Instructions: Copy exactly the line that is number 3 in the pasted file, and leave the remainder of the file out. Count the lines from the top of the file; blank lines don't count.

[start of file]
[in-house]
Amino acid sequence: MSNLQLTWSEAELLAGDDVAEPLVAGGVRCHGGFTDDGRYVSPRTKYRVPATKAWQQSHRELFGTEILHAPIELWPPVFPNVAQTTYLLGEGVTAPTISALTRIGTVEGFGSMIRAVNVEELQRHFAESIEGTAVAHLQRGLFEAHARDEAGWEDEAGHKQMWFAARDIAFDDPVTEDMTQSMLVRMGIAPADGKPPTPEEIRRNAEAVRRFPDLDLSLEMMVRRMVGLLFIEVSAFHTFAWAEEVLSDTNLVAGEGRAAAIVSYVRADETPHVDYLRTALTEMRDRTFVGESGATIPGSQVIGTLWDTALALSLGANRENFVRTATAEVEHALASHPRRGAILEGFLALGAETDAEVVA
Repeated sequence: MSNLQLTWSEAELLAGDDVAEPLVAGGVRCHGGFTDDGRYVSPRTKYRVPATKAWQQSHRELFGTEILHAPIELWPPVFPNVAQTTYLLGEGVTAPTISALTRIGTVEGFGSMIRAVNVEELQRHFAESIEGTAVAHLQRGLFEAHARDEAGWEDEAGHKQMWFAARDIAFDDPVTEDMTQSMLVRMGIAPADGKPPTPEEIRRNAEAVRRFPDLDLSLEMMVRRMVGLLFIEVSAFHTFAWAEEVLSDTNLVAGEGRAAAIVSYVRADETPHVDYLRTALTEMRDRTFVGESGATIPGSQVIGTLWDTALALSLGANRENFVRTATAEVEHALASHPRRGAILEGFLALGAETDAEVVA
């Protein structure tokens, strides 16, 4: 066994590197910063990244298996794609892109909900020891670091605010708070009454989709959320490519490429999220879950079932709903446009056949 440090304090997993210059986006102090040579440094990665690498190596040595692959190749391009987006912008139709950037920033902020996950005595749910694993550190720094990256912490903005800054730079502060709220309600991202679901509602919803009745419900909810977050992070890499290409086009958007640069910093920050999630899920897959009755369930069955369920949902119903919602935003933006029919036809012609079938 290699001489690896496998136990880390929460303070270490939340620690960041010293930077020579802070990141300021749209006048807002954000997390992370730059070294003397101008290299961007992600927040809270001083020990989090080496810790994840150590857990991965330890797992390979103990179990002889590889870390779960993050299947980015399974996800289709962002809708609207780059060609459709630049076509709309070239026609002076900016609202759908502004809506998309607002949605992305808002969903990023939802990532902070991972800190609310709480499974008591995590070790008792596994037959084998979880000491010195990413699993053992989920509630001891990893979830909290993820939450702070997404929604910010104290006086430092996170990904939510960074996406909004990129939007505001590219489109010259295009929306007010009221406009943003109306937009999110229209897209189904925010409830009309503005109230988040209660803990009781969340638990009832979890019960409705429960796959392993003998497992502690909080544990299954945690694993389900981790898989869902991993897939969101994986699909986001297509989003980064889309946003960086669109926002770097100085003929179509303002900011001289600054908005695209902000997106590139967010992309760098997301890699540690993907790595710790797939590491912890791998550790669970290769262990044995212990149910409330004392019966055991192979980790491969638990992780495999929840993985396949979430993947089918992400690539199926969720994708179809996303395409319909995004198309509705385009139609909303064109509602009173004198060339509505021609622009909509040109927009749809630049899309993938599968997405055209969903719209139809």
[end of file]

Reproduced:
Repeated sequence: MSNLQLTWSEAELLAGDDVAEPLVAGGVRCHGGFTDDGRYVSPRTKYRVPATKAWQQSHRELFGTEILHAPIELWPPVFPNVAQTTYLLGEGVTAPTISALTRIGTVEGFGSMIRAVNVEELQRHFAESIEGTAVAHLQRGLFEAHARDEAGWEDEAGHKQMWFAARDIAFDDPVTEDMTQSMLVRMGIAPADGKPPTPEEIRRNAEAVRRFPDLDLSLEMMVRRMVGLLFIEVSAFHTFAWAEEVLSDTNLVAGEGRAAAIVSYVRADETPHVDYLRTALTEMRDRTFVGESGATIPGSQVIGTLWDTALALSLGANRENFVRTATAEVEHALASHPRRGAILEGFLALGAETDAEVVA